Staying in Podgorica on the cheap
Staying in Podgorica is very much a challenge for the budget traveller. When we arrived on a grey, windy, rain-swept evening all the hostels that we initially tried were full, all declaring that you need to book in advance. The problem is that the options in the city are not great, with only a limited number of hostel beds available. If you miss out on these then prices climb very steeply, very quickly, so our advice is book ahead if at all possible.
Rooms Lijepa Kata (Steva Kraljevića bb) is not your typical hostel, is extremely difficult to find and fails to advertise itself in almost any place. It is, however, a life saver if you do actually manage to find out about its existence. The sleeping arrangements were a basic bunk bed and one toilet to share between the 6 or so rooms, but at the attractive price of 15€ a bed (when everywhere else was quoting 40€+) was good enough for us.
Hostel Nice Place (19 Decembar 60) is located very close to the city centre and comes very well reviewed. There are 4/5 mixed dorms and double bed private costing 11.40-14.40€ depending on season and if it’s the weekend, and although it was full when we tried, the hostel owner was apologetic and did try to organise us a bed elsewhere, even if he was unsuccessful.
Hostel Podgorica (Gojka Radonjica 11) is centrally located near the Turkish Old Town, with dormitory (10-15€) and private rooms (25-40€) options available. Facilities include wifi, common room and lockers and there is also a kitchen for travellers to use.
Nightlife in Podgorica can be broadly divided into two areas. In the Centar district, and especially on Njegoševa ulica and around the central square Trg Republike, lie the majority of the city’s cafés, bars, restaurants and clubs. The other concentration of nocturnal activity is located on the west bank of the River Moraca around the more modern Rimski Trg in the Vectra neighbourhood.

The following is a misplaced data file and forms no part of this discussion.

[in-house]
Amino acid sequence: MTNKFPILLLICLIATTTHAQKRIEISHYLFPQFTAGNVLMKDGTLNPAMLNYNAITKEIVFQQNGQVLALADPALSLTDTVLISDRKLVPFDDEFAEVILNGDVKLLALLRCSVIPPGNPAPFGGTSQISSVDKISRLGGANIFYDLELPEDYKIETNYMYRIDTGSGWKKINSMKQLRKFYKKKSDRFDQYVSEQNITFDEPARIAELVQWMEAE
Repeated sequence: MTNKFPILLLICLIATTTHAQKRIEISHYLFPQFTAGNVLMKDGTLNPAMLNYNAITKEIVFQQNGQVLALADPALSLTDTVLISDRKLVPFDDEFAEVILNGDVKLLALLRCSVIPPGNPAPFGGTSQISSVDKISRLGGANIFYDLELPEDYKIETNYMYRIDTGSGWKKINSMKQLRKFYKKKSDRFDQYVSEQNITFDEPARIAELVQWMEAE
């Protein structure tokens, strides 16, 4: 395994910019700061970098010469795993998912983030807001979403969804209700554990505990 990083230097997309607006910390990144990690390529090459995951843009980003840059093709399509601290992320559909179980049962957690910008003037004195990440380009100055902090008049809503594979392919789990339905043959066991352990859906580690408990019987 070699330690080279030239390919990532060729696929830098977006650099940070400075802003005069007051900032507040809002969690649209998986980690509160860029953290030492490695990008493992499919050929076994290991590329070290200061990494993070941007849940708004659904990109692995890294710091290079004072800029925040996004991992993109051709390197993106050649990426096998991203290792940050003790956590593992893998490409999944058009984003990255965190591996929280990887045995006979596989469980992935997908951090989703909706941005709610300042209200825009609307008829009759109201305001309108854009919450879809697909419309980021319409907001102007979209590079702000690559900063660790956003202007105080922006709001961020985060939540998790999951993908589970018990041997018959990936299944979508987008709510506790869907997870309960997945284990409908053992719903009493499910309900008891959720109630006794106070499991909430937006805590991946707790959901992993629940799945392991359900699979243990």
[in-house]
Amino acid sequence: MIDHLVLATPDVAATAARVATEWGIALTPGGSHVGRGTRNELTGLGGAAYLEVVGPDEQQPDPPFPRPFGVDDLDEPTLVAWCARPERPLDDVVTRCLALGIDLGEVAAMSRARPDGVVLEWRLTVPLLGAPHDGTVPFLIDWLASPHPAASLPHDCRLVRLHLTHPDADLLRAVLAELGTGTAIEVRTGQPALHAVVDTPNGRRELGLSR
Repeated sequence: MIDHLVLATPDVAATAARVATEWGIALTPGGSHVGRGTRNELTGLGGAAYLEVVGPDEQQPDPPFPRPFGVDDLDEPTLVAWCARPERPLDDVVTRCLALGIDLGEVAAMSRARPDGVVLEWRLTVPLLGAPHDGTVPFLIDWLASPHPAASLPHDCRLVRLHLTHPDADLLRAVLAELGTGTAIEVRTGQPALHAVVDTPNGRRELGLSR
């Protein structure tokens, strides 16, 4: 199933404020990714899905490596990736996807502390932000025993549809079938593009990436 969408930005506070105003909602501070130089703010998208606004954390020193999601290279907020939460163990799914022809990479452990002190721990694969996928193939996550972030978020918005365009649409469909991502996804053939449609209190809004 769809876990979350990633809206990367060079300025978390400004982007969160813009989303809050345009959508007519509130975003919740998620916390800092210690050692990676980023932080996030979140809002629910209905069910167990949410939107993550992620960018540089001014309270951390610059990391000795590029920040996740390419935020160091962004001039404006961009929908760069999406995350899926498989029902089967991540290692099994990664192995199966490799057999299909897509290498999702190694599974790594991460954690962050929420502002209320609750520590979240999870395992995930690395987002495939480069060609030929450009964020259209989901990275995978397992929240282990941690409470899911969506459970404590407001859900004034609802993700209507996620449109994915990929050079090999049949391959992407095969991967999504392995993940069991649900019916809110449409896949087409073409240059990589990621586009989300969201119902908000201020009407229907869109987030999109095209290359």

Given its grim appearance the nightlife in Podgorica is surprisingly well developed although the popularity of certain bars and clubs seems to wax and wane with the new moon. At present, for those looking to dance the night away, check out Buda Bar, which is open all day and deep into the night and Club Mint, located in the south stand of the stadium and a popular weekend spot that hangs on until very late.
Things to buy
The city centre shopping district is based around the streets: Njegoševa, Slobode & Hercegovačka which are mostly pedestrianised and are packed full of shops, cafés and banks. For those interested in clothes and fashion head to Bulevar Džordža Vašingtona, home of the boutique in Podgorica.
Podgorica’s two major markets are Mala pijaca, which specialises in fruit, veg and other foodstuffs, and Tuski put, which can be found near the edge of town and is a warren of stalls selling all manner of bric-a-brac. And if you are in need of anything else, head to one of the hypermarkets Mall of Montenegro or the little further out Delta City, where you can but English language books at Mamut.
Things to try
A couple of local Podgorican specialities include Popeci, a type of bread-crumbed pork fillet stuffed with white cheese and topped with mayonnaise and sour cream and carp prepared with strained plums and stewed vegetables. Other cheap eats include the Montenegrin staple pleskavica, a kind of hamburger which is sold in most places and Pizza Caffe (Oktobarske Revolucije 85) where you can get cheap pizzas for less than 5€.
You are never far away for an internet connection in Podgorica and it is even possible to get online at the free public wifi on Trg Republike. If that fails you, check out our useful map to help you fulfil your virtual needs.
written by: Jon